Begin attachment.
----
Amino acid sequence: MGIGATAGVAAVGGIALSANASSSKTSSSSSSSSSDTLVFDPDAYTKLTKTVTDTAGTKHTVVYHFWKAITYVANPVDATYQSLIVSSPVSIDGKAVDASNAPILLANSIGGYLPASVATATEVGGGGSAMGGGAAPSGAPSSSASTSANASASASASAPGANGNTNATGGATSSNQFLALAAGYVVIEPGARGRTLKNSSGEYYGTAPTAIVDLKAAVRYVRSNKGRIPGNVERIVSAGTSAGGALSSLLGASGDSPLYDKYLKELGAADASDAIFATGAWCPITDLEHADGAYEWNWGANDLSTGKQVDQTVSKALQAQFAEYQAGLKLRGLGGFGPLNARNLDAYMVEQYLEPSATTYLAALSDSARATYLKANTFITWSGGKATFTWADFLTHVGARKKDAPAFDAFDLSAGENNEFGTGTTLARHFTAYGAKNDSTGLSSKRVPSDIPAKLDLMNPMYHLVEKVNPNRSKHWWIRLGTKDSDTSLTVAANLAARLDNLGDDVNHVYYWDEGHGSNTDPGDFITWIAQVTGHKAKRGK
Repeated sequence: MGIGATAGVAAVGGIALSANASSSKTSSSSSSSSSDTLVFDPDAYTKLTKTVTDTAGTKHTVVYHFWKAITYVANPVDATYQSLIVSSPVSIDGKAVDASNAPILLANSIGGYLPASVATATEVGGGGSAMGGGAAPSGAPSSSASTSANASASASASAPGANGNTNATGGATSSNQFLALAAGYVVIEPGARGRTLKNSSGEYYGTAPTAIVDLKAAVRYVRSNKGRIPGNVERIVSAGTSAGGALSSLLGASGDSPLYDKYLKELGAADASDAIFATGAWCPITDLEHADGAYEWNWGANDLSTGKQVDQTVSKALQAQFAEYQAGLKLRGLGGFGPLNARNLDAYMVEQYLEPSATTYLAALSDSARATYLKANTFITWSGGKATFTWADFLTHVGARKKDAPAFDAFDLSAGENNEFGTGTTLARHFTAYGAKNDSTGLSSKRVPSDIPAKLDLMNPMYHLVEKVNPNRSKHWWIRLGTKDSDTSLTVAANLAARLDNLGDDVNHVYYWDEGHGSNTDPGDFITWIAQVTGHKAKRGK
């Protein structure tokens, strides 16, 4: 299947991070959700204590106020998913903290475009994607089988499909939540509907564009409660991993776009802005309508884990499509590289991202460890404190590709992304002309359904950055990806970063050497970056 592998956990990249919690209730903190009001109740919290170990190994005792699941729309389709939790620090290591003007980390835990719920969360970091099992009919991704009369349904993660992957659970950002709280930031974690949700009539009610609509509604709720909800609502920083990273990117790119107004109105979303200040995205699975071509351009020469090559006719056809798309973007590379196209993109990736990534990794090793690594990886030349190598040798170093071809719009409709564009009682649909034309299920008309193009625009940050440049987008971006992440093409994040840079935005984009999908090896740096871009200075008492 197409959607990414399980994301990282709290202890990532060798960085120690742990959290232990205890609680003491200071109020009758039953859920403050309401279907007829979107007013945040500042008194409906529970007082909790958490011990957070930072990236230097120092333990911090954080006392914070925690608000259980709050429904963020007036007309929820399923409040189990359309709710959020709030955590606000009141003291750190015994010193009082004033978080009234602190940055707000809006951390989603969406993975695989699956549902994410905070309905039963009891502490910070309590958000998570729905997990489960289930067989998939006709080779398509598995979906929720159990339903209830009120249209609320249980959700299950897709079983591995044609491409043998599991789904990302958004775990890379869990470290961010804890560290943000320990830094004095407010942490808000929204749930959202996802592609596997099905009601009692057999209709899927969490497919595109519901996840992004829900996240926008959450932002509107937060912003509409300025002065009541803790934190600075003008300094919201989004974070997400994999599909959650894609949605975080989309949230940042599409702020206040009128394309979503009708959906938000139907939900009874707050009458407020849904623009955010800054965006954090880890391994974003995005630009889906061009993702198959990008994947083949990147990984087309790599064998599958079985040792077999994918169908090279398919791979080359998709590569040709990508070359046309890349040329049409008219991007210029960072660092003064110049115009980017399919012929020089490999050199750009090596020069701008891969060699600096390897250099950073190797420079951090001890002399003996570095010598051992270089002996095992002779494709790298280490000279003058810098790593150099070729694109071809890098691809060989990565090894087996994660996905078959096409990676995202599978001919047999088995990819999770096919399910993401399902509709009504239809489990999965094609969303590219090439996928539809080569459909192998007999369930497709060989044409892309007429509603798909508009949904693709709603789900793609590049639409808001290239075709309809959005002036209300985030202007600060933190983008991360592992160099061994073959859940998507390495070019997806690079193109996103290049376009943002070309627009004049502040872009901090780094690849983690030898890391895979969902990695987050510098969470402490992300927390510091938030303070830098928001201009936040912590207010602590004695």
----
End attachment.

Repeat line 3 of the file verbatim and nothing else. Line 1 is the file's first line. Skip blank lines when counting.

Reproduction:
């Protein structure tokens, strides 16, 4: 299947991070959700204590106020998913903290475009994607089988499909939540509907564009409660991993776009802005309508884990499509590289991202460890404190590709992304002309359904950055990806970063050497970056 592998956990990249919690209730903190009001109740919290170990190994005792699941729309389709939790620090290591003007980390835990719920969360970091099992009919991704009369349904993660992957659970950002709280930031974690949700009539009610609509509604709720909800609502920083990273990117790119107004109105979303200040995205699975071509351009020469090559006719056809798309973007590379196209993109990736990534990794090793690594990886030349190598040798170093071809719009409709564009009682649909034309299920008309193009625009940050440049987008971006992440093409994040840079935005984009999908090896740096871009200075008492 197409959607990414399980994301990282709290202890990532060798960085120690742990959290232990205890609680003491200071109020009758039953859920403050309401279907007829979107007013945040500042008194409906529970007082909790958490011990957070930072990236230097120092333990911090954080006392914070925690608000259980709050429904963020007036007309929820399923409040189990359309709710959020709030955590606000009141003291750190015994010193009082004033978080009234602190940055707000809006951390989603969406993975695989699956549902994410905070309905039963009891502490910070309590958000998570729905997990489960289930067989998939006709080779398509598995979906929720159990339903209830009120249209609320249980959700299950897709079983591995044609491409043998599991789904990302958004775990890379869990470290961010804890560290943000320990830094004095407010942490808000929204749930959202996802592609596997099905009601009692057999209709899927969490497919595109519901996840992004829900996240926008959450932002509107937060912003509409300025002065009541803790934190600075003008300094919201989004974070997400994999599909959650894609949605975080989309949230940042599409702020206040009128394309979503009708959906938000139907939900009874707050009458407020849904623009955010800054965006954090880890391994974003995005630009889906061009993702198959990008994947083949990147990984087309790599064998599958079985040792077999994918169908090279398919791979080359998709590569040709990508070359046309890349040329049409008219991007210029960072660092003064110049115009980017399919012929020089490999050199750009090596020069701008891969060699600096390897250099950073190797420079951090001890002399003996570095010598051992270089002996095992002779494709790298280490000279003058810098790593150099070729694109071809890098691809060989990565090894087996994660996905078959096409990676995202599978001919047999088995990819999770096919399910993401399902509709009504239809489990999965094609969303590219090439996928539809080569459909192998007999369930497709060989044409892309007429509603798909508009949904693709709603789900793609590049639409808001290239075709309809959005002036209300985030202007600060933190983008991360592992160099061994073959859940998507390495070019997806690079193109996103290049376009943002070309627009004049502040872009901090780094690849983690030898890391895979969902990695987050510098969470402490992300927390510091938030303070830098928001201009936040912590207010602590004695």